Bitcoin bank Flexcoin shuts down after $600,000 theft

A Canadian online bitcoin exchange has shut down after a security breach allowed thieves to steal a large quantity of bitcoins.

Thieves steal several hundred thousand dollars worth of digital currency

A Bitcoin ATM sticker is posted to the window of a coffee shop in Vancouver, Monday, Oct. 28, 2013. Will that be cash, credit card or Bitcoin? A small number of Canadian businesses now accept Bitcoin, the digital currency that made its debut five years ago, and has been gaining momentum ever since. (Jonathan Hayward/Canadian Press)

A second online bitcoin bank has shut down after a security breach allowed thieves to steal a large quantity of bitcoins.

Flexcoin, a bitcoin exchange based in Alberta, made the abrupt announcement on its website Tuesday, admitting that it had been robbed of 896 bitcoins after a thief or thieves managed to collect them from Flexcoins servers and transfer them to two bitcoin wallets — a unique string of numbers and letters that function similarly to an email address, and bitcoin's equivalent to individual bank accounts where customers store money.

At current market rates, the theft amounts to more than $600,000 US. The figure represents the bank's entire bitcoin holdings online, effectively wiping out any customers who held assets there.

"As Flexcoin does not have the resources, assets, or otherwise to come back from this loss, we are closing our doors immediately," Flexcoin said in a statement.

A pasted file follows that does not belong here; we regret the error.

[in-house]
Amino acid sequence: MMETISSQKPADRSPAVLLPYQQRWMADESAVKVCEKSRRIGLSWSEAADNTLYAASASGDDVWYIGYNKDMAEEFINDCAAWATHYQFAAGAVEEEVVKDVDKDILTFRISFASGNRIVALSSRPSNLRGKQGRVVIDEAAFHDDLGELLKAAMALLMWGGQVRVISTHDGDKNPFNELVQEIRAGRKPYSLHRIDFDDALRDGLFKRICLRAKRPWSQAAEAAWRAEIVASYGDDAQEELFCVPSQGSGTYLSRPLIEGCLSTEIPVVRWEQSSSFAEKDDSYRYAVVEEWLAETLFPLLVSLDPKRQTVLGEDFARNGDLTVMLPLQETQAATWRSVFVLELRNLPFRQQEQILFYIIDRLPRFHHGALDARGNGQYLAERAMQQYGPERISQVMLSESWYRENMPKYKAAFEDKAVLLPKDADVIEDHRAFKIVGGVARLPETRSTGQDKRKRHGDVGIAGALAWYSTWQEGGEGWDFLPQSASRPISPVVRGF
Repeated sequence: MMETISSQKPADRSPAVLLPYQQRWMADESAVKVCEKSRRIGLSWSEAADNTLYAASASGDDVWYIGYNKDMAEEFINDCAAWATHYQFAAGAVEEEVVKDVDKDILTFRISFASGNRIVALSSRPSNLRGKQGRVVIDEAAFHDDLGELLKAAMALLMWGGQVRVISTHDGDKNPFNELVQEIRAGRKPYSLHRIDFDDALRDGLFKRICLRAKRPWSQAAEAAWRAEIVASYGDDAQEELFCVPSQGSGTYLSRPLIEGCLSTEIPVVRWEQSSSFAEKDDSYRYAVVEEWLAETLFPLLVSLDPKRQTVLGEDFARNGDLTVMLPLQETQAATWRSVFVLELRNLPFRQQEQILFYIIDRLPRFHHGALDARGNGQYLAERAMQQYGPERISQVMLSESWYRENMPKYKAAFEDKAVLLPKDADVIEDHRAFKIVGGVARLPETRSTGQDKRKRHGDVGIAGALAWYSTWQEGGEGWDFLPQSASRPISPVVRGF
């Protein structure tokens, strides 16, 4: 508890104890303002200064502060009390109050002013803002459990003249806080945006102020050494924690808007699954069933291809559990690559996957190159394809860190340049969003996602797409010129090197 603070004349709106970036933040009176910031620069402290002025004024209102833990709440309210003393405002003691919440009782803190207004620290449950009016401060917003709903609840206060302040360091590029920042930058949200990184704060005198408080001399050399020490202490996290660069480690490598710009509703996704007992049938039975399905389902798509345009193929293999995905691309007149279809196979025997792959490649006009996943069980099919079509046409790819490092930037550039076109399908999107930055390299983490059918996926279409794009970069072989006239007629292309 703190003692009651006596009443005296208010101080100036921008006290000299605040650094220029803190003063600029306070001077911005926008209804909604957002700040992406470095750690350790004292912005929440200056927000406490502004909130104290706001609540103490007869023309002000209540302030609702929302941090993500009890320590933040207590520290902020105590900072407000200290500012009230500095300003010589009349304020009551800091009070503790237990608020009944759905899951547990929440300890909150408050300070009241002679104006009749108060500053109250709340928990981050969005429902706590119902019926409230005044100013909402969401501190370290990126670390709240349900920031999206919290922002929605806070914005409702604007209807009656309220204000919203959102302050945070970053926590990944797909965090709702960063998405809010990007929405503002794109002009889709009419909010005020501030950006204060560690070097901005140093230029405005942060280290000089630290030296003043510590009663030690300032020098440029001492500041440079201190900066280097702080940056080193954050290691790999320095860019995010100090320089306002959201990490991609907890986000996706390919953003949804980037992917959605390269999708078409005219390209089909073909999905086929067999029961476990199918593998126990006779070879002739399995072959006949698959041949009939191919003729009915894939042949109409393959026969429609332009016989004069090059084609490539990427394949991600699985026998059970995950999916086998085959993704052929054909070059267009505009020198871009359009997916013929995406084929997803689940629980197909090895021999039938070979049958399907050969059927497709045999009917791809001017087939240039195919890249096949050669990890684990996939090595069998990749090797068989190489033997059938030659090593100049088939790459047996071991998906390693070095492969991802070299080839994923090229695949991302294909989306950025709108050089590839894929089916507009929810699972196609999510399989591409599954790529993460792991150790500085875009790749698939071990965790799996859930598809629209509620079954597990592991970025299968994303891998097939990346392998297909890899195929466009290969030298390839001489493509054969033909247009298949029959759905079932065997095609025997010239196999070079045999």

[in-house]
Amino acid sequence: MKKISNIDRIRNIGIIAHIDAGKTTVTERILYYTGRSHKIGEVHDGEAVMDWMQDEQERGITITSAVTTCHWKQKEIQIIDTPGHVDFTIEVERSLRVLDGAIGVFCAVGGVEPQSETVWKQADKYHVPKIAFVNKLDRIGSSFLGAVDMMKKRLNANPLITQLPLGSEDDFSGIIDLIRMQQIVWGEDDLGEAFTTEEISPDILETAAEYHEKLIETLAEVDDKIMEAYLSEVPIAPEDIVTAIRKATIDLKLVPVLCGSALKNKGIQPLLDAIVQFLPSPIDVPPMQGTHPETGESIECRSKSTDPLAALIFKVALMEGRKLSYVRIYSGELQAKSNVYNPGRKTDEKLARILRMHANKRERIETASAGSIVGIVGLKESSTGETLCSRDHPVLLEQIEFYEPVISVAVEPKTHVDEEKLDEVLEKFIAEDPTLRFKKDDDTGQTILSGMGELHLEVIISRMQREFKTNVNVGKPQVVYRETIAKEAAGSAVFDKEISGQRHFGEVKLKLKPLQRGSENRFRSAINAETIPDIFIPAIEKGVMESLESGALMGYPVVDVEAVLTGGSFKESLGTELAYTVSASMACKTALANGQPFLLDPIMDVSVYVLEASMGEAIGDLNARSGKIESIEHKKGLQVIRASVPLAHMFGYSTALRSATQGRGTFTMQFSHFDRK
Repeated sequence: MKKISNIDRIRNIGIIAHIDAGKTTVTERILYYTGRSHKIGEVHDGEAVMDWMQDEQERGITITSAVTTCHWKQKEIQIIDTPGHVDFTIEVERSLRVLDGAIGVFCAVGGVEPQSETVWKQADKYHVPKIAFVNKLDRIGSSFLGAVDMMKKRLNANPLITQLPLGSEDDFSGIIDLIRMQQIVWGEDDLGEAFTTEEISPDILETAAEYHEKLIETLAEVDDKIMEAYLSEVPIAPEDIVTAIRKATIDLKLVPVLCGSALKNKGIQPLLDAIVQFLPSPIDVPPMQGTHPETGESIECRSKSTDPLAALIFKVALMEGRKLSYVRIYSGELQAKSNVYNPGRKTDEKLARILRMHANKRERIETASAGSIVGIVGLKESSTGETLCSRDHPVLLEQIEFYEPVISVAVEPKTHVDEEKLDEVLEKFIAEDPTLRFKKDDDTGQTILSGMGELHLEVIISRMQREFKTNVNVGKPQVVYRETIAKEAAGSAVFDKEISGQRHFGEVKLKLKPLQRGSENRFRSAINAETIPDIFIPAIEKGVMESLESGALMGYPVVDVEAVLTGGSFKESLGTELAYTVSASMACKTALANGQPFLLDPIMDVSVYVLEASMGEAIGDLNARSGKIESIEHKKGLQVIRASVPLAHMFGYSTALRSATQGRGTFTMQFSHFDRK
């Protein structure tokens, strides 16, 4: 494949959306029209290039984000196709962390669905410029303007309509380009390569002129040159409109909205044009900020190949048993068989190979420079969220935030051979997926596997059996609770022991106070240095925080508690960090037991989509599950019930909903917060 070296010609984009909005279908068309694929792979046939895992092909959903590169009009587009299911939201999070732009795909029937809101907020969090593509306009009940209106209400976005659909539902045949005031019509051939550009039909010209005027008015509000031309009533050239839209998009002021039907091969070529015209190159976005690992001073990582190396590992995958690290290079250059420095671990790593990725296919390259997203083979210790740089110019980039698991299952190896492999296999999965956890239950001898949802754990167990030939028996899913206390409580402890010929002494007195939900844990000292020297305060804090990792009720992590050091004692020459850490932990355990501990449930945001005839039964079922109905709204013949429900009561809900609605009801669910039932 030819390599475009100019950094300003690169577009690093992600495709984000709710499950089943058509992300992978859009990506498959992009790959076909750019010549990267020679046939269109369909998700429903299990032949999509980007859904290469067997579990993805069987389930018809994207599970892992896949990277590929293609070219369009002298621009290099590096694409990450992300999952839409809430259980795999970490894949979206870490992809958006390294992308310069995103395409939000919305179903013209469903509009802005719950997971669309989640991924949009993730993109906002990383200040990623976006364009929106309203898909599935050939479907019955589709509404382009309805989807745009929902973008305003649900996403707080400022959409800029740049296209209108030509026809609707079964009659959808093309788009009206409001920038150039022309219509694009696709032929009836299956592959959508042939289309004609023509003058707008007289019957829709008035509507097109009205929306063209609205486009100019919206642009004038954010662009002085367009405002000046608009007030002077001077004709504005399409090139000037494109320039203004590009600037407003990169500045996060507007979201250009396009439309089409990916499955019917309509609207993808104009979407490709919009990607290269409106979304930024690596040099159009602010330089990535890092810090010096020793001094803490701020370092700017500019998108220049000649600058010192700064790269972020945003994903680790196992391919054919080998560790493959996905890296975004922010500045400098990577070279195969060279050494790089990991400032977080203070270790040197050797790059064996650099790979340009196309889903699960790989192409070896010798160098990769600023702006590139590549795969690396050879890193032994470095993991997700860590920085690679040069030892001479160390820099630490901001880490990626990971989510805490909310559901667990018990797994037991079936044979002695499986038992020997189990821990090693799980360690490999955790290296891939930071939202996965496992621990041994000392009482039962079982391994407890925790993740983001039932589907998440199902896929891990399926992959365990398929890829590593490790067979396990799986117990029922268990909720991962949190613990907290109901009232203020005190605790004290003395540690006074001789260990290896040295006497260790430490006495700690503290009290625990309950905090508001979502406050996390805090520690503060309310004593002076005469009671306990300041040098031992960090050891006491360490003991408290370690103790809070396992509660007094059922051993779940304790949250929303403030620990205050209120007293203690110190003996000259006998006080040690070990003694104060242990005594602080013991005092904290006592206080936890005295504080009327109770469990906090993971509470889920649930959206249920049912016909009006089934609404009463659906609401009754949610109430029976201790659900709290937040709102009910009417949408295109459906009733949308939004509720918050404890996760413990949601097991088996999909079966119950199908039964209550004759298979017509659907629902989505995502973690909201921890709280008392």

The bank did say however, that any customers who had bitcoins held in so-called "cold storage" — not on the site online servers and therefore safe from digital attack — can still retrieve their funds free of charge.

Flexcoin also says it will work with law enforcement to decipher the source of the hack. The company said in a release the money was transferred to the following two bitcoin wallets:

  • 1NDkevapt4SWYFEmquCDBSf7DLMTNVggdu
  • 1QFcC5JitGwpFKqRDd9QNH3eGN56dCNgy6

Bitcoin is a digital cryptocurrency that isn't tied to any physical assets or controlled by any country's central bank. It's pitched as an alternative to the fiat money system and a way for users to do business online without detection or interference from governments or multinational corporations.

But it's been rocked by security concerns recently, especially after the world's largest bitcoin bank, Japanese-based Mt. Gox, announced that hackers had managed to steal several hundred million dollars from their reserves. Mt. Gox initially froze all accounts in the hopes of retrieving the money, but has subsequently begun bankruptcy proceedings.

In U.S. dollar terms, Flexcoin wasn't a major player in bitcoin, but a second security breach on the heels of Mt. Gox's demise will do little to assuage fears that bitcoin's existence outside government regulation leaves the currency open to criminal activities.

"While the MtGox closure is unfortunate, we at Flexcoin have not lost anything," Flexcoin said via their twitter account as recently as February 25th.


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